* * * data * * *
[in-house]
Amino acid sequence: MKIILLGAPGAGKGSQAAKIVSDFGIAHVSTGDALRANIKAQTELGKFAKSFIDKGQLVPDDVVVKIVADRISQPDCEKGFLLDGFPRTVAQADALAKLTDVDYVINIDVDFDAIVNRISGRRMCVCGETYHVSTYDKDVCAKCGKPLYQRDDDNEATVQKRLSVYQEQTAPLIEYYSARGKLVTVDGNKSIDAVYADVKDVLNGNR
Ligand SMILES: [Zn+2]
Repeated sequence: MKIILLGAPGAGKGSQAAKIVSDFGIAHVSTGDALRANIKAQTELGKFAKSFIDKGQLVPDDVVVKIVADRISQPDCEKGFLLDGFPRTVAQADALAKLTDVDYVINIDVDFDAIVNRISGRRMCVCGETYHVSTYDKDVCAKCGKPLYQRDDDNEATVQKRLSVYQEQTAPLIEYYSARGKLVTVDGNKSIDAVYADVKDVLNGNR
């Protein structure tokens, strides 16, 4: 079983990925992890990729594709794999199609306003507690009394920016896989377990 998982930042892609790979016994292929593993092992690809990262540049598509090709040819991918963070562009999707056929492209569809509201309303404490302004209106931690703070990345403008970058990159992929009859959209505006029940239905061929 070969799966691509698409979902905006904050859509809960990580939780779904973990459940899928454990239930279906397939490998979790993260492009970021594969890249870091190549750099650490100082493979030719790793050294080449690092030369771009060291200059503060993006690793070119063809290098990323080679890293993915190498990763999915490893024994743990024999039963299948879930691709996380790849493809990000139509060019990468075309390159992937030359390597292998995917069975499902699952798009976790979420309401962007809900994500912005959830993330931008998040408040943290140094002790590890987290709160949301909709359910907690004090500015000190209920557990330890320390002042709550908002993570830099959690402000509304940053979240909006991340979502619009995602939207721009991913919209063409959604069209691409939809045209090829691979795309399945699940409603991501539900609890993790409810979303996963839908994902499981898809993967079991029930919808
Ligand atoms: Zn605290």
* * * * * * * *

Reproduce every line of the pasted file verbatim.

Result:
[in-house]
Amino acid sequence: MKIILLGAPGAGKGSQAAKIVSDFGIAHVSTGDALRANIKAQTELGKFAKSFIDKGQLVPDDVVVKIVADRISQPDCEKGFLLDGFPRTVAQADALAKLTDVDYVINIDVDFDAIVNRISGRRMCVCGETYHVSTYDKDVCAKCGKPLYQRDDDNEATVQKRLSVYQEQTAPLIEYYSARGKLVTVDGNKSIDAVYADVKDVLNGNR
Ligand SMILES: [Zn+2]
Repeated sequence: MKIILLGAPGAGKGSQAAKIVSDFGIAHVSTGDALRANIKAQTELGKFAKSFIDKGQLVPDDVVVKIVADRISQPDCEKGFLLDGFPRTVAQADALAKLTDVDYVINIDVDFDAIVNRISGRRMCVCGETYHVSTYDKDVCAKCGKPLYQRDDDNEATVQKRLSVYQEQTAPLIEYYSARGKLVTVDGNKSIDAVYADVKDVLNGNR
């Protein structure tokens, strides 16, 4: 079983990925992890990729594709794999199609306003507690009394920016896989377990 998982930042892609790979016994292929593993092992690809990262540049598509090709040819991918963070562009999707056929492209569809509201309303404490302004209106931690703070990345403008970058990159992929009859959209505006029940239905061929 070969799966691509698409979902905006904050859509809960990580939780779904973990459940899928454990239930279906397939490998979790993260492009970021594969890249870091190549750099650490100082493979030719790793050294080449690092030369771009060291200059503060993006690793070119063809290098990323080679890293993915190498990763999915490893024994743990024999039963299948879930691709996380790849493809990000139509060019990468075309390159992937030359390597292998995917069975499902699952798009976790979420309401962007809900994500912005959830993330931008998040408040943290140094002790590890987290709160949301909709359910907690004090500015000190209920557990330890320390002042709550908002993570830099959690402000509304940053979240909006991340979502619009995602939207721009991913919209063409959604069209691409939809045209090829691979795309399945699940409603991501539900609890993790409810979303996963839908994902499981898809993967079991029930919808
Ligand atoms: Zn605290």